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Political Wire shares some news about Intrade futures and says that Sonomayor is still in the lead…

Intrade has opened betting markets for the next U.S. Supreme Court Justice with Sonia Sotomayor currently the favored candidate at a 28% chance. Elena Kagan has a 23% chance of becoming the next justice, followed by Diane Wood and Kimberly Wardlaw.

I’ve never heard of Wardlaw before today, but as I said in my previous post…I think all the signs point to Kagan…

Well, I think you can count out Sotomayor, Garland and Granholm. The first because there’s been too much negative buzz about her in Dem circles, the second because he’s a man and the third because Granholm isn’t a natural born American citizen and she’s too political. […]

So my bet is on Kagan because of her background at Harvard law and her affiliation with the University of Chicago. Also, the administration has been hinting that this person would come from a non-traditional avenue, and while that might be a head fake, I think it would rule out Wood.

Still, there is buzz about Wood and the Election Law Blog details the reasons

2. The President has gone to his trusted circle (and those who can be vouched for from his trusted circle) whenever he can for sensitive positions. This explains Valerie Jarrett, Cass Sunstein, and others. When he’s gone outside his circle, as with the choice of Vice President Biden, there’s greater room for tension and mismatch. Judge Wood comes from the same University of Chicago circles, and she can be vouched for. She would not be a “stealth” Justice, as Justice Souter was.

3. Nominating Judge Woods gets a progressive judge on the Court using the Roberts/Alito playbook. If you choose someone who has a truly excellent reputation as a judge, it becomes very hard for opponents of that person to block the nomination on ideological grounds. If the real goal is getting a progressive leader on the Court, this is the easiest path.

So what say you? Predictions?

And is anybody willing to put some money behind it? :-)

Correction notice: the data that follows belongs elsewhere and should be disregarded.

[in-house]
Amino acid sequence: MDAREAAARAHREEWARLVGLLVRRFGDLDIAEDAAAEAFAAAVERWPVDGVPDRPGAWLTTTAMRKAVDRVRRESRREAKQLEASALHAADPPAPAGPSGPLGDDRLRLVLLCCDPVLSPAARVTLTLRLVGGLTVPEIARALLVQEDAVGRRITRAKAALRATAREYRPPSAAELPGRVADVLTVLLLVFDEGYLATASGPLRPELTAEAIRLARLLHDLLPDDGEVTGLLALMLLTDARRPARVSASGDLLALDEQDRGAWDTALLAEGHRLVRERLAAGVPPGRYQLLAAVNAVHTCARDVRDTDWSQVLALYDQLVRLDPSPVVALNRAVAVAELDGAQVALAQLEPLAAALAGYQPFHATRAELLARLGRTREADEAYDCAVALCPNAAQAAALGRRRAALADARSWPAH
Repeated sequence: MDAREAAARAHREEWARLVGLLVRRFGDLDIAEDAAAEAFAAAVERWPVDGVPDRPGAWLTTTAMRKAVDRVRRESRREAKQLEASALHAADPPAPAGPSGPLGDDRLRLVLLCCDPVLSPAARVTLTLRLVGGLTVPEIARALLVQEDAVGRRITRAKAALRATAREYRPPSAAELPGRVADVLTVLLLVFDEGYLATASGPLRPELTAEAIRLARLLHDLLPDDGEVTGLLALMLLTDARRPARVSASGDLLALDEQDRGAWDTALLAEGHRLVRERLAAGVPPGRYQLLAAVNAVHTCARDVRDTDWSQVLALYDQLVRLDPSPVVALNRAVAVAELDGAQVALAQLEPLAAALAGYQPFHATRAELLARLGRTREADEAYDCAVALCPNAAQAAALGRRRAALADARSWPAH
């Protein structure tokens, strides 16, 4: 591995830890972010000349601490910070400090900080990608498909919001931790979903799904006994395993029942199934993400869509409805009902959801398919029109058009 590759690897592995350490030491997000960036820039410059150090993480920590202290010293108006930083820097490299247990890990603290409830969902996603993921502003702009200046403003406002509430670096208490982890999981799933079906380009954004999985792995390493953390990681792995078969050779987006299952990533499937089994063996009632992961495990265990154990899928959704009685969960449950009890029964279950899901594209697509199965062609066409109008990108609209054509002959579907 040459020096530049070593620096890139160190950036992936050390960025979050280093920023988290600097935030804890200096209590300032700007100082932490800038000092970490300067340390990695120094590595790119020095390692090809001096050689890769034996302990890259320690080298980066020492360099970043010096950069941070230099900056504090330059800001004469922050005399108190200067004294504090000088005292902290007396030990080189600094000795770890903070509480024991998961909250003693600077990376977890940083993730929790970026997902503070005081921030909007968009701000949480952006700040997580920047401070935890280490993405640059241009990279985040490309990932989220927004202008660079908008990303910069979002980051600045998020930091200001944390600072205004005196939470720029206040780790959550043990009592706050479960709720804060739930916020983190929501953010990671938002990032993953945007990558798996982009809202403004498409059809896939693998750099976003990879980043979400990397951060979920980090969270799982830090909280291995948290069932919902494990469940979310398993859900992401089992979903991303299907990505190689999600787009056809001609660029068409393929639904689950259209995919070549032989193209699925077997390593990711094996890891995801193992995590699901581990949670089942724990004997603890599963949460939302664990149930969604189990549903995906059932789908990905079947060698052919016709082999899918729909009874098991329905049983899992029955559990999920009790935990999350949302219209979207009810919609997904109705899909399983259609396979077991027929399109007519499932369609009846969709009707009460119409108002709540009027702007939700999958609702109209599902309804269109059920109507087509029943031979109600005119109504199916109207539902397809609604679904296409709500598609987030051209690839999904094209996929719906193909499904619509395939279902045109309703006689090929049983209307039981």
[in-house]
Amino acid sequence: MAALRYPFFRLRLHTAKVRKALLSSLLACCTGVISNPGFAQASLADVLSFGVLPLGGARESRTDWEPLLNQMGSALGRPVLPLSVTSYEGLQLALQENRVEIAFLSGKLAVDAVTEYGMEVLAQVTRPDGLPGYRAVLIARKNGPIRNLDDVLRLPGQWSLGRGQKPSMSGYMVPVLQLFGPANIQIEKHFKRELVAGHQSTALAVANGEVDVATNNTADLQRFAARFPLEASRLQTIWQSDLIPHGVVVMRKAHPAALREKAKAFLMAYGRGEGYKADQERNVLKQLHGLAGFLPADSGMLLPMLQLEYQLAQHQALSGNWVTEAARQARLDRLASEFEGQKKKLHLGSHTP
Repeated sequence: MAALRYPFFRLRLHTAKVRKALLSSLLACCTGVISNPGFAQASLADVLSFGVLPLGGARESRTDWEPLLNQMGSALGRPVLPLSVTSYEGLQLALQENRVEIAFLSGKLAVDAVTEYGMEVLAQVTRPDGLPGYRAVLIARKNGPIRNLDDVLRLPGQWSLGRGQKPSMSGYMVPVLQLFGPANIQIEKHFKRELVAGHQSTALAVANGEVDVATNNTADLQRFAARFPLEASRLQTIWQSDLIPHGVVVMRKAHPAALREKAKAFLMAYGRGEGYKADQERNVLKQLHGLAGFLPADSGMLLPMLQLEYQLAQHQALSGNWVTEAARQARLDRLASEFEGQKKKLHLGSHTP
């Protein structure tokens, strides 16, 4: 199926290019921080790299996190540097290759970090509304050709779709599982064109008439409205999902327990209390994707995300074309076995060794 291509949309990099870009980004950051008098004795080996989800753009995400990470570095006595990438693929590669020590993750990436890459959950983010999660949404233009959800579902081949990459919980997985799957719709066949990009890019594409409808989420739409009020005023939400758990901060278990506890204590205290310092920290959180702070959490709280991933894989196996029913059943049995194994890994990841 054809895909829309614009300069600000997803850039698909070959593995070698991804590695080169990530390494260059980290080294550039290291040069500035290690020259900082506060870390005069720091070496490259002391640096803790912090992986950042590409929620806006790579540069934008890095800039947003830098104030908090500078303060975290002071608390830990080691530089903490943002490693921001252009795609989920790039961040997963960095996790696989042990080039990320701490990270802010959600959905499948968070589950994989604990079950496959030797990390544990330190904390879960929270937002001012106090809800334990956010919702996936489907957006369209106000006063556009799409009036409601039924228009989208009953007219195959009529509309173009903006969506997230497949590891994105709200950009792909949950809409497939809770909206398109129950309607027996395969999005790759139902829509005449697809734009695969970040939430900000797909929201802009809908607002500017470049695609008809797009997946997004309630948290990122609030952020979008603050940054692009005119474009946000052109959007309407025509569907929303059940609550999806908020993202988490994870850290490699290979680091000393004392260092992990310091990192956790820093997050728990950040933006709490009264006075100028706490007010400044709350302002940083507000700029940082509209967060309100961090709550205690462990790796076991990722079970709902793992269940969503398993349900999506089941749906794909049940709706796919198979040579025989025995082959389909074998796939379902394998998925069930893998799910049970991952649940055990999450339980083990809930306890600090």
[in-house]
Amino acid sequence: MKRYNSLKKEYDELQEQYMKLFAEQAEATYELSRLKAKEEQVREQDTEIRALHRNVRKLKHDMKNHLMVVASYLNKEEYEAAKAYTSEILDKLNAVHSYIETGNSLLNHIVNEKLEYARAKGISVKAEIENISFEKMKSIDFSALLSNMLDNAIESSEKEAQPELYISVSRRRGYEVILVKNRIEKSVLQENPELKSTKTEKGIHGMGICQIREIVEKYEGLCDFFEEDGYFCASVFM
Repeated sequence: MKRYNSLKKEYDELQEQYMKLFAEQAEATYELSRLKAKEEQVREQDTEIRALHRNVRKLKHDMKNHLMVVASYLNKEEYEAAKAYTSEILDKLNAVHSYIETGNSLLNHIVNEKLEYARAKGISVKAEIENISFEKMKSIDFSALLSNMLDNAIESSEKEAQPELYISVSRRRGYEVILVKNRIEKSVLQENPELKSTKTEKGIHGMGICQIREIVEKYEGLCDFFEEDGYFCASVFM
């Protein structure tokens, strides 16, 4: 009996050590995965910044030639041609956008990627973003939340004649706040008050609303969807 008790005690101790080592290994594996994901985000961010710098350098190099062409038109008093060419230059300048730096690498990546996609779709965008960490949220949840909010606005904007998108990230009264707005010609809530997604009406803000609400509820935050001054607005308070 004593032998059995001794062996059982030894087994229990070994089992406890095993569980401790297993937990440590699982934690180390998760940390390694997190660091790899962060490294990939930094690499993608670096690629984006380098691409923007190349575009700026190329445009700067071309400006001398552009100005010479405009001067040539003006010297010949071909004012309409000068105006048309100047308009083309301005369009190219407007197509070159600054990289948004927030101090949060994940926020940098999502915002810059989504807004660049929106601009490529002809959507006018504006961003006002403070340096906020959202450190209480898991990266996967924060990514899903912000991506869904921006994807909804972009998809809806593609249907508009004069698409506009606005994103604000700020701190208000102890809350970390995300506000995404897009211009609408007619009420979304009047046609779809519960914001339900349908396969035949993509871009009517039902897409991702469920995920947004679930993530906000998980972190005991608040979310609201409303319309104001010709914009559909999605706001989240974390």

2 COMMENTS

  1. I say, as I’ve said before, that Rick is right on point three: I wouldn’t appoint Diane Wood myself, but I would support her appointment in the circumstances. She’s been a very good judge here in the Seventh Circuit, she’s very smart, and while she’s certainly a liberal, she isn’t a loon. She’s the card on the top of this deck, in my view.

  2. I think several of Rick Hazen’s five points are unquestionably factors Obama is weighing.

    In particular, he is likely to see this appointment as one of two or even three he will make. Like any good pol, he’ll be weighing these appointments together (e.g., “I can appoint a woman and a Latino too” — and “My first appointment may be easier to make, since I now have as many Senators as I can expect, whereas after 2010, who knows?”).

    Also, Rick is right to point out that while the first may be easier in this sense, it’s also true that Obama has a full plate, his big priorities still need broad political support, and a court donneybrook will distract both him ad Congress from these. I’m not sure who this favors, but it’s real.

    I’d add one point of my own: I read into Obama’s words about “empathy” and understanding real-life experiences as prepping people for a change from the tendency to nominate sitting judges and/or law professors, because they have a paper trail that assures supporters of their ideological bona fides. The big problem with that is the fact that it also provokes opposition and adds to confirmation difficulties.

    This may be why both Granholm and Napolitano are on every short list.

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